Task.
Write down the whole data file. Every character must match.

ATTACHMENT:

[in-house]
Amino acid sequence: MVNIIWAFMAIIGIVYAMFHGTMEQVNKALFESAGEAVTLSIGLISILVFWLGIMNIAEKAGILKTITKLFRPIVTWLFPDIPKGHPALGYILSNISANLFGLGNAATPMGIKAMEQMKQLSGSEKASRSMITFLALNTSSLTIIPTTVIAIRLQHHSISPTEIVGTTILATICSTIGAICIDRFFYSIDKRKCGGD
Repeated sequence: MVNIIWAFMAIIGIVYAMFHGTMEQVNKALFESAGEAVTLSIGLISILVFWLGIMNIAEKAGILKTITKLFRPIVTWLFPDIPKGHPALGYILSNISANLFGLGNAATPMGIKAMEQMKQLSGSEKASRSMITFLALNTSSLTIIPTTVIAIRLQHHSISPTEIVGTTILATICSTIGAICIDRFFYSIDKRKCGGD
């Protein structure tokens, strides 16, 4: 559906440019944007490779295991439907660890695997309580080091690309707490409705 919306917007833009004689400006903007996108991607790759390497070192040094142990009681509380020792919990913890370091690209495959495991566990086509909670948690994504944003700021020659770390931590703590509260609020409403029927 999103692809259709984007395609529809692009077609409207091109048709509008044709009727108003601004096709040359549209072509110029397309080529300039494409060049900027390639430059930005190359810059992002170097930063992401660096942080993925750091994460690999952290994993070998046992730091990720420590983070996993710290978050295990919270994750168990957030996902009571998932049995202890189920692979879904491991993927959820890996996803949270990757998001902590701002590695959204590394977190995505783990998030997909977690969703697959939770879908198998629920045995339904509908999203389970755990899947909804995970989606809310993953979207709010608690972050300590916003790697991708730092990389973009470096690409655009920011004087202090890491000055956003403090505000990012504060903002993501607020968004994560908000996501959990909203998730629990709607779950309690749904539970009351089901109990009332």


[in-house]
Amino acid sequence: MVNIIWAFMAIIGIVYAMFHGTMEQVNKALFESAGEAVTLSIGLISILVFWLGIMNIAEKAGILKTITKLFRPIVTWLFPDIPKGHPALGYILSNISANLFGLGNAATPMGIKAMEQMKQLSGSEKASRSMITFLALNTSSLTIIPTTVIAIRLQHHSISPTEIVGTTILATICSTIGAICIDRFFYSIDKRKCGGD
Repeated sequence: MVNIIWAFMAIIGIVYAMFHGTMEQVNKALFESAGEAVTLSIGLISILVFWLGIMNIAEKAGILKTITKLFRPIVTWLFPDIPKGHPALGYILSNISANLFGLGNAATPMGIKAMEQMKQLSGSEKASRSMITFLALNTSSLTIIPTTVIAIRLQHHSISPTEIVGTTILATICSTIGAICIDRFFYSIDKRKCGGD
């Protein structure tokens, strides 16, 4: 559906440019944007490779295991439907660890695997309580080091690309707490409705 919306917007833009004689400006903007996108991607790759390497070192040094142990009681509380020792919990913890370091690209495959495991566990086509909670948690994504944003700021020659770390931590703590509260609020409403029927 999103692809259709984007395609529809692009077609409207091109048709509008044709009727108003601004096709040359549209072509110029397309080529300039494409060049900027390639430059930005190359810059992002170097930063992401660096942080993925750091994460690999952290994993070998046992730091990720420590983070996993710290978050295990919270994750168990957030996902009571998932049995202890189920692979879904491991993927959820890996996803949270990757998001902590701002590695959204590394977190995505783990998030997909977690969703697959939770879908198998629920045995339904509908999203389970755990899947909804995970989606809310993953979207709010608690972050300590916003790697991708730092990389973009470096690409655009920011004087202090890491000055956003403090505000990012504060903002993501607020968004994560908000996501959990909203998730629990709607779950309690749904539970009351089901109990009332």